Cunha’s to re-open Friday
Khoury family runs
groceries across region
By Clay Lambert
A family with a long history in the Northern California grocery business has signed a lease to operate the former Cunha’s Country Grocery in Half Moon Bay. The Main Street market is expected to re-open Friday.
Mark Khoury, whose family owns similar small groceries in Palo Alto, Windsor, and Napa, said Tuesday that he would open the doors of Cunha’s Country Grocery on Friday. He said the name would remain the same. In fact, longtime operator Bev Ashcraft may figure into the future of the business.
“This is the first time I’m back in my store in five years,” she said. She was inside the building Tuesday, pointing out light bulbs that needed changing and other details. Ashcraft declined to say whether she would work in the store in the future. Khoury declined to elaborate as well, deferring to the former Half Moon Bay storeowner whose family name still adorns the building.
Khoury was busy answering his cell phone and talking to a steady stream of visitors on Tuesday. Inside, Cunha’s was a hive of activity behind white paper covering the windows. The shelves were entirely bare and workers were busy cleaning in advance of Friday’s planned opening.
Khoury said the business would be similar in many ways to the one the Cunhas, then Carrubbas, ran. He said there would be a sandwich station and a butcher in the back. In fact, his father is a butcher and has been in the grocery business for 40 years. Khoury said he and another of this five brothers would likely be in Cunha’s much of the time.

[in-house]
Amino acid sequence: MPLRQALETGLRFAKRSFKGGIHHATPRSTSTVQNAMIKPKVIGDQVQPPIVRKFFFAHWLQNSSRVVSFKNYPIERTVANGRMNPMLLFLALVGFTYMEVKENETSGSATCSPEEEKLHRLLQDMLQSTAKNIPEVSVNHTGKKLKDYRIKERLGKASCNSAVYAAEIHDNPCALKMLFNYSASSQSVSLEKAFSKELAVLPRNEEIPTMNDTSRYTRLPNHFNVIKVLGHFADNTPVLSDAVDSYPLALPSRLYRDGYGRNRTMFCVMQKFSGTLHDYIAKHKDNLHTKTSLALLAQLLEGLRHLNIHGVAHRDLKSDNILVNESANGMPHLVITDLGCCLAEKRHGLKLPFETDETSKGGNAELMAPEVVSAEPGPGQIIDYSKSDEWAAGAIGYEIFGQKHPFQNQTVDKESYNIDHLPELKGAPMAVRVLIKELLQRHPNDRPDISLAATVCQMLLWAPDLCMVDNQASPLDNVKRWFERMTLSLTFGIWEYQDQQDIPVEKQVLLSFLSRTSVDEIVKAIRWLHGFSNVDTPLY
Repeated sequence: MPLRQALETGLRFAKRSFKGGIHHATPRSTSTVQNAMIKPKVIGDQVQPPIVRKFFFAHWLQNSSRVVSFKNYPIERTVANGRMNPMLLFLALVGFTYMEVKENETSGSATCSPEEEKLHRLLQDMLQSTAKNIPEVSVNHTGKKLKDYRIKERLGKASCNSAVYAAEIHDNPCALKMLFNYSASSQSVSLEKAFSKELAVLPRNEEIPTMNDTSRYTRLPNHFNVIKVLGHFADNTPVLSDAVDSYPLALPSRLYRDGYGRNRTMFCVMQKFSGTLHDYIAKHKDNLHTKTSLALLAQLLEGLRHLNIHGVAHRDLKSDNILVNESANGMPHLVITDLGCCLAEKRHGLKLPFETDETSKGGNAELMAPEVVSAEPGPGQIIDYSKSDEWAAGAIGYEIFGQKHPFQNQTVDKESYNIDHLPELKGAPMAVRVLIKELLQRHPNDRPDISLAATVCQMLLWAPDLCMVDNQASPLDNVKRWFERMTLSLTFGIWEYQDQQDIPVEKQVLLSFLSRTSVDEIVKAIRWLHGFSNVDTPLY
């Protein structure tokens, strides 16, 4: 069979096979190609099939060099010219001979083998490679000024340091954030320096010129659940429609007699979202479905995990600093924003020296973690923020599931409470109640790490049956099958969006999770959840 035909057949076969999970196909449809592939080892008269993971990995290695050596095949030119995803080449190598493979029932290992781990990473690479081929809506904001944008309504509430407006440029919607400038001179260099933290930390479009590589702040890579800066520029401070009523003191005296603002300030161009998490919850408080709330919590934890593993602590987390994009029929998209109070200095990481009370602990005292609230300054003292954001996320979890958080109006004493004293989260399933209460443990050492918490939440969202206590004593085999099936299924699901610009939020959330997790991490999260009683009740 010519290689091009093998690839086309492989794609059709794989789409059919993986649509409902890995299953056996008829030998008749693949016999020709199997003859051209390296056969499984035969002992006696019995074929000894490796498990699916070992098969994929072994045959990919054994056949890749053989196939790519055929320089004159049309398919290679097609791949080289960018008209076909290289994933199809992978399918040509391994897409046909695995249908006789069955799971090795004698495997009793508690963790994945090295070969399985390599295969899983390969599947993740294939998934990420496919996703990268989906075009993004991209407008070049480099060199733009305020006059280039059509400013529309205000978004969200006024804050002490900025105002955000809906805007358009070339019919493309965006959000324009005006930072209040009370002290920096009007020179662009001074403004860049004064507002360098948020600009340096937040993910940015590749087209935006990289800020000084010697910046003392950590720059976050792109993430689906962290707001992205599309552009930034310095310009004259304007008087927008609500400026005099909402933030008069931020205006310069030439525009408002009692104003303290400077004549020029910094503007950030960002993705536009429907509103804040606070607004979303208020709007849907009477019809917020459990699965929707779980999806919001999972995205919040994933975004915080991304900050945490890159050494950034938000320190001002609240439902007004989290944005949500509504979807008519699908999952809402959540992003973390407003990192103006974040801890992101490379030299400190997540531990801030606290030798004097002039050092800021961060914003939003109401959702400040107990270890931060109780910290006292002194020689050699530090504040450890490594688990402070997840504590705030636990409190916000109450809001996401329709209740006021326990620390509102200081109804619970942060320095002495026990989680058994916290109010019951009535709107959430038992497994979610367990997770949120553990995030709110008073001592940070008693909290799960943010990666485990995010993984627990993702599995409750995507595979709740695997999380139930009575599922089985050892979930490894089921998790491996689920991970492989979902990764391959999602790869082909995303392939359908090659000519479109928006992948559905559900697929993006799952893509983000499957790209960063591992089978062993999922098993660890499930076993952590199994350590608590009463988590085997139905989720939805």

He said he would like to buy the building in time.
“Of course, everyone wants to own what they rent,” he said. “I have high hopes.”
Khoury said he only learned that Cunha’s had closed about a month ago and that he moved quickly.
“I saw so much potential and life here,” he said. “I love Half Moon Bay.”
It’s been an eventful decade at the corner of Kelly Avenue and Main Street.
In 2003, the iconic downtown grocery burnt to the ground. Residents who considered the business part of the family rallied around, holding fundraisers for suddenly unemployed Cunha workers. The city of Half Moon Bay fast-tracked permitting, and the store was rebuilt in record time.
When New Leaf Community Markets came to town in 2007, the competition for grocery business heated up in Half Moon Bay. Ashcraft sold her business and building to Peninsula businessman Franco Carrubba, who subsequently bought the nearby San Benito House and a portion of Shoreline Station.
Two years later, Carrubba’s business fortunes fell victim to the economy. He began looking for investors. When those investors didn’t materialize, the Carrubba family announced the business would close.